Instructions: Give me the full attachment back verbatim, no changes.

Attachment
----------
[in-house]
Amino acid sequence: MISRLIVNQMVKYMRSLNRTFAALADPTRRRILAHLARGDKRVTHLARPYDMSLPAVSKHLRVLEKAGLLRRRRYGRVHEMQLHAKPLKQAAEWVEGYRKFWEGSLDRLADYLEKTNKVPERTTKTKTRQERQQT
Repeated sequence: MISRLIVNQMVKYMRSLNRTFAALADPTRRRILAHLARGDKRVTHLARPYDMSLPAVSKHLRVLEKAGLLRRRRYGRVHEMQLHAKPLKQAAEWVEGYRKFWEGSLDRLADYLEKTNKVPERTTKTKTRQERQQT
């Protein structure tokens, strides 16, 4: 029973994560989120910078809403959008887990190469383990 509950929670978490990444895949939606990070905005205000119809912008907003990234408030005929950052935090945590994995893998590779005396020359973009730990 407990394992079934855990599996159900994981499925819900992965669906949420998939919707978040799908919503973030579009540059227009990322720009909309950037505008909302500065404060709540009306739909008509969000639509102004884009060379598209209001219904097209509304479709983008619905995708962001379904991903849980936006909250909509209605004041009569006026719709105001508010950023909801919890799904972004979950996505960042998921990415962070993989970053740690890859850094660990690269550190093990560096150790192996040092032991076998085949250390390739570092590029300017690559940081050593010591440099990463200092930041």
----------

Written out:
[in-house]
Amino acid sequence: MISRLIVNQMVKYMRSLNRTFAALADPTRRRILAHLARGDKRVTHLARPYDMSLPAVSKHLRVLEKAGLLRRRRYGRVHEMQLHAKPLKQAAEWVEGYRKFWEGSLDRLADYLEKTNKVPERTTKTKTRQERQQT
Repeated sequence: MISRLIVNQMVKYMRSLNRTFAALADPTRRRILAHLARGDKRVTHLARPYDMSLPAVSKHLRVLEKAGLLRRRRYGRVHEMQLHAKPLKQAAEWVEGYRKFWEGSLDRLADYLEKTNKVPERTTKTKTRQERQQT
């Protein structure tokens, strides 16, 4: 029973994560989120910078809403959008887990190469383990 509950929670978490990444895949939606990070905005205000119809912008907003990234408030005929950052935090945590994995893998590779005396020359973009730990 407990394992079934855990599996159900994981499925819900992965669906949420998939919707978040799908919503973030579009540059227009990322720009909309950037505008909302500065404060709540009306739909008509969000639509102004884009060379598209209001219904097209509304479709983008619905995708962001379904991903849980936006909250909509209605004041009569006026719709105001508010950023909801919890799904972004979950996505960042998921990415962070993989970053740690890859850094660990690269550190093990560096150790192996040092032991076998085949250390390739570092590029300017690559940081050593010591440099990463200092930041």